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OpenGL sketch/paint application. Currently in development. Download the latest version below if you want to try it out.

Some key features:

- Layers with lockable transparency, and visual layer selection
- Various layer blending modes
- Image filters
- Undo for paint operations and filters
- Layered animation with onionskin and frame export
- Friendly tooltips and help
- Tablet/mouse support
- 16-bit color channels with dithered rendering
- Arbitrary color channel shape/gamma, to allow various blending properties
- Multicore support
- Rotatable canvas
- Optional miniature canvas overview
- Convenient interface for adjusting color and brush properties
- Flood fill and other tools designed to aid comic/cartoon coloring
- Greyscale-to-transparency conversion for a purpose similar to the above
- Brush path smoothing using bezier curves to avoid polygonal lines
- Optional brush inertia to improve steadiness/flow
- Joystick pressure control as alternative to tablet (use an analog trigger for instance)
- Load/save PNG, JPEG and an internal lossless layered format

The file format is changed now and then. I try to at least increment file version numbers so that it won't crash, but there's no backwards compatibility with old formats. If you are working on something you'll be wise to keep a copy of your current program version until that image is completed.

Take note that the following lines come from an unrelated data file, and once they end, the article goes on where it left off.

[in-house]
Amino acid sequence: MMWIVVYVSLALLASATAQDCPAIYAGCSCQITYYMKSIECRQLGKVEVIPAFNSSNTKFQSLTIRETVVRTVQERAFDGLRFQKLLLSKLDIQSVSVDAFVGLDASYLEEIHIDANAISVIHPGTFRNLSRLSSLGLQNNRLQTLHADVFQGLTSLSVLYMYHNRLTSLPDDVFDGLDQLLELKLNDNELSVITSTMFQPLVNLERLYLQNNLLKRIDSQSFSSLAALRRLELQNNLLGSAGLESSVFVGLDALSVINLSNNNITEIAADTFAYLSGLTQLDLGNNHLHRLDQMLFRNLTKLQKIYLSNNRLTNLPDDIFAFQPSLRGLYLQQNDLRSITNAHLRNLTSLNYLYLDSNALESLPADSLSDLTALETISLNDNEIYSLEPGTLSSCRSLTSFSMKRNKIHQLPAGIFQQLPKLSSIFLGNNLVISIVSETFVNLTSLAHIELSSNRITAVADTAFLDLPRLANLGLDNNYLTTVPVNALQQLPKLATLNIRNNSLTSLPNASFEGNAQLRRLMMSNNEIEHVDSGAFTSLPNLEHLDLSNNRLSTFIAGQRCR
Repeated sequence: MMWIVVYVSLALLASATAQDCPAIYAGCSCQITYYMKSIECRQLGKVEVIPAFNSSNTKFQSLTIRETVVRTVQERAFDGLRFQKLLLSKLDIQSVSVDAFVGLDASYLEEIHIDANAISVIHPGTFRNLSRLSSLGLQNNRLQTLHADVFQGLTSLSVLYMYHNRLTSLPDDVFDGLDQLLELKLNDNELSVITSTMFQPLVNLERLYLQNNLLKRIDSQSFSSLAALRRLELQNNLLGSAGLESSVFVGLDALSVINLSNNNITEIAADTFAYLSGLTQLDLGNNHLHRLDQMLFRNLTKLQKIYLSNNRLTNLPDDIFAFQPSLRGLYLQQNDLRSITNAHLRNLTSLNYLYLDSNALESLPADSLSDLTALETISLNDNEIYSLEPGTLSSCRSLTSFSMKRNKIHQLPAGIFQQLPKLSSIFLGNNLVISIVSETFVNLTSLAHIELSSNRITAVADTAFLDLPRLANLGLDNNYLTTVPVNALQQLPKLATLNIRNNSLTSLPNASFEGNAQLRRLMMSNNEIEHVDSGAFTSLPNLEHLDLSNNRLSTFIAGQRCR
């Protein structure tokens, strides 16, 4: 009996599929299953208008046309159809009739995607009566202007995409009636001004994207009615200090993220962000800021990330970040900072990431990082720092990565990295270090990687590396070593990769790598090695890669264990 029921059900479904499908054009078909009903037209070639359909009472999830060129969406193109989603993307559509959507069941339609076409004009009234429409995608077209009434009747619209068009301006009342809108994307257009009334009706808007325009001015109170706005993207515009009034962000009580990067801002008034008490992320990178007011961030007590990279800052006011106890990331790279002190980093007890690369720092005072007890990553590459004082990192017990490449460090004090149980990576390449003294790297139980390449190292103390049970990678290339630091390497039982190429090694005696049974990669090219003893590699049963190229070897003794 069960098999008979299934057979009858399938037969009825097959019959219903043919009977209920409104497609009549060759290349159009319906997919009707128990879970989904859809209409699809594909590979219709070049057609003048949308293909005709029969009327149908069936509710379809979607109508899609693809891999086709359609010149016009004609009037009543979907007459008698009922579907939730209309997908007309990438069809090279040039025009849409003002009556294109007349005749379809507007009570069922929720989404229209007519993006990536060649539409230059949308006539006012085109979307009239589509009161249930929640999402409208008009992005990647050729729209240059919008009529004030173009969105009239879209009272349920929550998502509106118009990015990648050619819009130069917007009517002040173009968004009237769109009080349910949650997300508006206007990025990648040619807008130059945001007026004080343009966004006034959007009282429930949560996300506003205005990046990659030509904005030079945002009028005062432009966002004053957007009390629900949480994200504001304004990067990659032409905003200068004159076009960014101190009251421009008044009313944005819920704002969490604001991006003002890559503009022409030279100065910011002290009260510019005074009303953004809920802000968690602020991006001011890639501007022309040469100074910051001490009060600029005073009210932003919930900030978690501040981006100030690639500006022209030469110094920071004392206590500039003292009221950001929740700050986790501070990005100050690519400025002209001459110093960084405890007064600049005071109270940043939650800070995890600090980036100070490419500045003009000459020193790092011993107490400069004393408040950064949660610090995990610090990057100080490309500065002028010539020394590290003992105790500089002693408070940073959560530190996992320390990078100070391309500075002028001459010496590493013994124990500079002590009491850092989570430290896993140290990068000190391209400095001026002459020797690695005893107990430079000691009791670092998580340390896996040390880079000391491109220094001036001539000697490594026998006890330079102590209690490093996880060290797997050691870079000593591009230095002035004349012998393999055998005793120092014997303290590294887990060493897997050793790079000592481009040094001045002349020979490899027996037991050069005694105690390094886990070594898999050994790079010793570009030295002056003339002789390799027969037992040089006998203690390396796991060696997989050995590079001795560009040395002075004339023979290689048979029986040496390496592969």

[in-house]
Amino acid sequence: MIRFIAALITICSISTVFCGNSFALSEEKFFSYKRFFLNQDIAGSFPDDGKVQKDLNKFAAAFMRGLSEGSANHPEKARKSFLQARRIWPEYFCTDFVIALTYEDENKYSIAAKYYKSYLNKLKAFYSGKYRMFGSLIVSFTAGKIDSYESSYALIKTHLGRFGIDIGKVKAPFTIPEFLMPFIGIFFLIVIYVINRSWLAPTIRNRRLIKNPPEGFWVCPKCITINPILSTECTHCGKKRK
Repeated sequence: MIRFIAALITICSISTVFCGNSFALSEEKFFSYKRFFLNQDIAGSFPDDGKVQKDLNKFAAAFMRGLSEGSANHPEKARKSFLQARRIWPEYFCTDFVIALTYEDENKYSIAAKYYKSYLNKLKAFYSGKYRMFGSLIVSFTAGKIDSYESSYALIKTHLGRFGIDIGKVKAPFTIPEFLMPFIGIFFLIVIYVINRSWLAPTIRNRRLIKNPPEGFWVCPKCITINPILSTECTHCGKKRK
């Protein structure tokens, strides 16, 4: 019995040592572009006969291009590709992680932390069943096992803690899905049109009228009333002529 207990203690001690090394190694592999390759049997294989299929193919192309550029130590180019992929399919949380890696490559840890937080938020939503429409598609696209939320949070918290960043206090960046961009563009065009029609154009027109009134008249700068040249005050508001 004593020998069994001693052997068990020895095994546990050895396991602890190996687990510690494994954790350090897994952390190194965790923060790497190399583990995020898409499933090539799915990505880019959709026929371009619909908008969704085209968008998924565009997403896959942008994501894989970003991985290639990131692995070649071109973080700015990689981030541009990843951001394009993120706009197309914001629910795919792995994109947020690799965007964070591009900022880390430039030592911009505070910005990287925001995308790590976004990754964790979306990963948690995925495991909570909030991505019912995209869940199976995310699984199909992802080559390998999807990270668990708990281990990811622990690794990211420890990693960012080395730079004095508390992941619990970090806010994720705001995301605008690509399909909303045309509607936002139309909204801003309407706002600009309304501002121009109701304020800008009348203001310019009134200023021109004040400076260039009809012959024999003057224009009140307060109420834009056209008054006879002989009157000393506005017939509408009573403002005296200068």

CherryBrush_025.zip (179 kB)
Version 0.25
(last updated on 2009-09-18)

CherryBrush_024.zip (176 kB)
Version 0.24

CherryBrush_023.zip (176 kB)
Version 0.23

CherryBrush_022.zip (172 kB)
Version 0.22


Video 1: Fill demo.

Video 2: Animation demo.



The color channels use a non-linear mapping internally, which means that linear blending between two colors takes a curved path in normal RGB space. Depending on how this mapping is done, the results can vary from either boosting or diminishing relative contrast between channels, or boosting certain color components. The mapping shape is arbitrary, currently I'm using an interpolation between two exponents - one for the dark end and one for the bright. With an S-shaped curve, you can get what resembles high dynamic range effects. Any detail or color variation in very dark colors is preserved and amplified instead of mushing out towards grey/black. It obviously helps to have 16-bit precision here.
I still haven't explored this concept fully, and the current build is hardcoded to use a moderately curved mapping that shouldn't be too extreme for normal use. Later on I'll add options for converting between different preset mappings and defining your own.

Here are some images to illustrate what I'm talking about:

All these images have exaggerated effects to get the point across. For ordinary use you'd probably want more subdued settings.
In some aspects the effect resembles color burn or multiply, but the main difference is that this is true interpolation, so if you go to full opacity you will arrive at the specified target color regardless of what it is.

One of the main cool things is that you can easily darken something with a color bias. If you choose a near-black color that is slightly blue, the resulting mix when you paint on something will be a transition towards black but tinting everything towards blue while getting there. For human skin, it is highly effective to use a red or orange color for mimicking the warm effects of shaded flesh and subsurface scattering.
I hope that this can be used to counter the natural tendency for colors to wash out as you blend them, which normally happens with linear RGB. If you find a good non-linear mapping that boosts color saturation just slightly, it might balance this up without getting in your face.

Of course, with an opposite curve you can get decreased saturation in color blends, but that seems far less desirable.

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Page updated on March 25   2010